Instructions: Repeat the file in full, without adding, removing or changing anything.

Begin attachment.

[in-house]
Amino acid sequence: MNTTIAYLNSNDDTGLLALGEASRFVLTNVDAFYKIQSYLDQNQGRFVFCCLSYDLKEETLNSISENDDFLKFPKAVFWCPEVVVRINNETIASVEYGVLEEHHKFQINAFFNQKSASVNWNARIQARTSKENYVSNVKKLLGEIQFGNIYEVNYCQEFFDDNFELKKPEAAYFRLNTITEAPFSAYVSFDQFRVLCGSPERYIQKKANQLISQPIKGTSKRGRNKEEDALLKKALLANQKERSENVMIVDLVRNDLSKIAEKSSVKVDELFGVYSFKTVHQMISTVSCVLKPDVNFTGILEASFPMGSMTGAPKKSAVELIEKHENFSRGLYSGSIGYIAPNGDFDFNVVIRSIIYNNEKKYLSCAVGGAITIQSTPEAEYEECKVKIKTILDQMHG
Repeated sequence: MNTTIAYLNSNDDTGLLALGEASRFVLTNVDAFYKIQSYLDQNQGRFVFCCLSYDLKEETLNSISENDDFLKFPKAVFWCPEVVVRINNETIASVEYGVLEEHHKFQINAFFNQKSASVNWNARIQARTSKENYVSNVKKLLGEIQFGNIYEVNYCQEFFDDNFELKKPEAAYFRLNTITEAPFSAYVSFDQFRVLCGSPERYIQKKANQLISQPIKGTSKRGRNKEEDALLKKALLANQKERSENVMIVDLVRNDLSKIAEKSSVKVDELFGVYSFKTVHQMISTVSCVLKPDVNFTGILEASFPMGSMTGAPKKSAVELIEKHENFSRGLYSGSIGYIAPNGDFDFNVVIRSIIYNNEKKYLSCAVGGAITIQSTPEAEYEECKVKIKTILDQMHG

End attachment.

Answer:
[in-house]
Amino acid sequence: MNTTIAYLNSNDDTGLLALGEASRFVLTNVDAFYKIQSYLDQNQGRFVFCCLSYDLKEETLNSISENDDFLKFPKAVFWCPEVVVRINNETIASVEYGVLEEHHKFQINAFFNQKSASVNWNARIQARTSKENYVSNVKKLLGEIQFGNIYEVNYCQEFFDDNFELKKPEAAYFRLNTITEAPFSAYVSFDQFRVLCGSPERYIQKKANQLISQPIKGTSKRGRNKEEDALLKKALLANQKERSENVMIVDLVRNDLSKIAEKSSVKVDELFGVYSFKTVHQMISTVSCVLKPDVNFTGILEASFPMGSMTGAPKKSAVELIEKHENFSRGLYSGSIGYIAPNGDFDFNVVIRSIIYNNEKKYLSCAVGGAITIQSTPEAEYEECKVKIKTILDQMHG
Repeated sequence: MNTTIAYLNSNDDTGLLALGEASRFVLTNVDAFYKIQSYLDQNQGRFVFCCLSYDLKEETLNSISENDDFLKFPKAVFWCPEVVVRINNETIASVEYGVLEEHHKFQINAFFNQKSASVNWNARIQARTSKENYVSNVKKLLGEIQFGNIYEVNYCQEFFDDNFELKKPEAAYFRLNTITEAPFSAYVSFDQFRVLCGSPERYIQKKANQLISQPIKGTSKRGRNKEEDALLKKALLANQKERSENVMIVDLVRNDLSKIAEKSSVKVDELFGVYSFKTVHQMISTVSCVLKPDVNFTGILEASFPMGSMTGAPKKSAVELIEKHENFSRGLYSGSIGYIAPNGDFDFNVVIRSIIYNNEKKYLSCAVGGAITIQSTPEAEYEECKVKIKTILDQMHG